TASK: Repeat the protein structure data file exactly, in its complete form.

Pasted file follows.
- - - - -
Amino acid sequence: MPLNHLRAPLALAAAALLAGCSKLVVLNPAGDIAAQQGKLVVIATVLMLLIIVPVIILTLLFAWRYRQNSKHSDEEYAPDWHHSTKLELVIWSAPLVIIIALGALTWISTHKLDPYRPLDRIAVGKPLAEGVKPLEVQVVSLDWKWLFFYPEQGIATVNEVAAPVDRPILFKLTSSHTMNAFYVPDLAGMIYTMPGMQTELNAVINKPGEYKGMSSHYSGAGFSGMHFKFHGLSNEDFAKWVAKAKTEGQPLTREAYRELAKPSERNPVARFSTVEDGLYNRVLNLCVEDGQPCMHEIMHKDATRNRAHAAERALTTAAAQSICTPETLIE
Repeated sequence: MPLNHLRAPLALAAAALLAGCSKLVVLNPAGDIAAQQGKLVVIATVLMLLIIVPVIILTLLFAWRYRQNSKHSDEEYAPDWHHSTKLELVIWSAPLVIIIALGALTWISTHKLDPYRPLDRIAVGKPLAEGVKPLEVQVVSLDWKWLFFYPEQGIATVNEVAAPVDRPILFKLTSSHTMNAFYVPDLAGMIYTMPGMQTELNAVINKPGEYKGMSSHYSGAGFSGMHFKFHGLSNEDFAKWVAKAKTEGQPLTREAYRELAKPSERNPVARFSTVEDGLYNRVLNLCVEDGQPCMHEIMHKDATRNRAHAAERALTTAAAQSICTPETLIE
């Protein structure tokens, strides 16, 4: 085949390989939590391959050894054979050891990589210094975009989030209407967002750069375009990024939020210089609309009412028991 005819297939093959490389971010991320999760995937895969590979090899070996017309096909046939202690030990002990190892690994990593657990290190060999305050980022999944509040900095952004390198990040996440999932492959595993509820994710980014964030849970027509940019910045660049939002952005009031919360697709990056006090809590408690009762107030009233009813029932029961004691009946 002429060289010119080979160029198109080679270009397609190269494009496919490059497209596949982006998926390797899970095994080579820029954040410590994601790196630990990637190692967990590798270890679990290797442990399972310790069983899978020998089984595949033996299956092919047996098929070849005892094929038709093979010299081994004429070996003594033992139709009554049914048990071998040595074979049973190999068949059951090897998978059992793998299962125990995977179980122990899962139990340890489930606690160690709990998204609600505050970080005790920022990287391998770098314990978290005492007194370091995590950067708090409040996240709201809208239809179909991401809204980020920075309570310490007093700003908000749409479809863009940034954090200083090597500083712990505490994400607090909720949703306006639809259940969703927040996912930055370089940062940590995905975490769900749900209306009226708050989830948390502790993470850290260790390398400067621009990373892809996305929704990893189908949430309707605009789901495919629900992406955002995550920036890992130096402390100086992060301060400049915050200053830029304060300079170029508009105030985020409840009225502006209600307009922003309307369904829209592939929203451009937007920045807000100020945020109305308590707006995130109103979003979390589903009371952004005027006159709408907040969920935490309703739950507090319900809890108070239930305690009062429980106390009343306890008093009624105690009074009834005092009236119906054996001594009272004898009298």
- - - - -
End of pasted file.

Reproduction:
Amino acid sequence: MPLNHLRAPLALAAAALLAGCSKLVVLNPAGDIAAQQGKLVVIATVLMLLIIVPVIILTLLFAWRYRQNSKHSDEEYAPDWHHSTKLELVIWSAPLVIIIALGALTWISTHKLDPYRPLDRIAVGKPLAEGVKPLEVQVVSLDWKWLFFYPEQGIATVNEVAAPVDRPILFKLTSSHTMNAFYVPDLAGMIYTMPGMQTELNAVINKPGEYKGMSSHYSGAGFSGMHFKFHGLSNEDFAKWVAKAKTEGQPLTREAYRELAKPSERNPVARFSTVEDGLYNRVLNLCVEDGQPCMHEIMHKDATRNRAHAAERALTTAAAQSICTPETLIE
Repeated sequence: MPLNHLRAPLALAAAALLAGCSKLVVLNPAGDIAAQQGKLVVIATVLMLLIIVPVIILTLLFAWRYRQNSKHSDEEYAPDWHHSTKLELVIWSAPLVIIIALGALTWISTHKLDPYRPLDRIAVGKPLAEGVKPLEVQVVSLDWKWLFFYPEQGIATVNEVAAPVDRPILFKLTSSHTMNAFYVPDLAGMIYTMPGMQTELNAVINKPGEYKGMSSHYSGAGFSGMHFKFHGLSNEDFAKWVAKAKTEGQPLTREAYRELAKPSERNPVARFSTVEDGLYNRVLNLCVEDGQPCMHEIMHKDATRNRAHAAERALTTAAAQSICTPETLIE
């Protein structure tokens, strides 16, 4: 085949390989939590391959050894054979050891990589210094975009989030209407967002750069375009990024939020210089609309009412028991 005819297939093959490389971010991320999760995937895969590979090899070996017309096909046939202690030990002990190892690994990593657990290190060999305050980022999944509040900095952004390198990040996440999932492959595993509820994710980014964030849970027509940019910045660049939002952005009031919360697709990056006090809590408690009762107030009233009813029932029961004691009946 002429060289010119080979160029198109080679270009397609190269494009496919490059497209596949982006998926390797899970095994080579820029954040410590994601790196630990990637190692967990590798270890679990290797442990399972310790069983899978020998089984595949033996299956092919047996098929070849005892094929038709093979010299081994004429070996003594033992139709009554049914048990071998040595074979049973190999068949059951090897998978059992793998299962125990995977179980122990899962139990340890489930606690160690709990998204609600505050970080005790920022990287391998770098314990978290005492007194370091995590950067708090409040996240709201809208239809179909991401809204980020920075309570310490007093700003908000749409479809863009940034954090200083090597500083712990505490994400607090909720949703306006639809259940969703927040996912930055370089940062940590995905975490769900749900209306009226708050989830948390502790993470850290260790390398400067621009990373892809996305929704990893189908949430309707605009789901495919629900992406955002995550920036890992130096402390100086992060301060400049915050200053830029304060300079170029508009105030985020409840009225502006209600307009922003309307369904829209592939929203451009937007920045807000100020945020109305308590707006995130109103979003979390589903009371952004005027006159709408907040969920935490309703739950507090319900809890108070239930305690009062429980106390009343306890008093009624105690009074009834005092009236119906054996001594009272004898009298």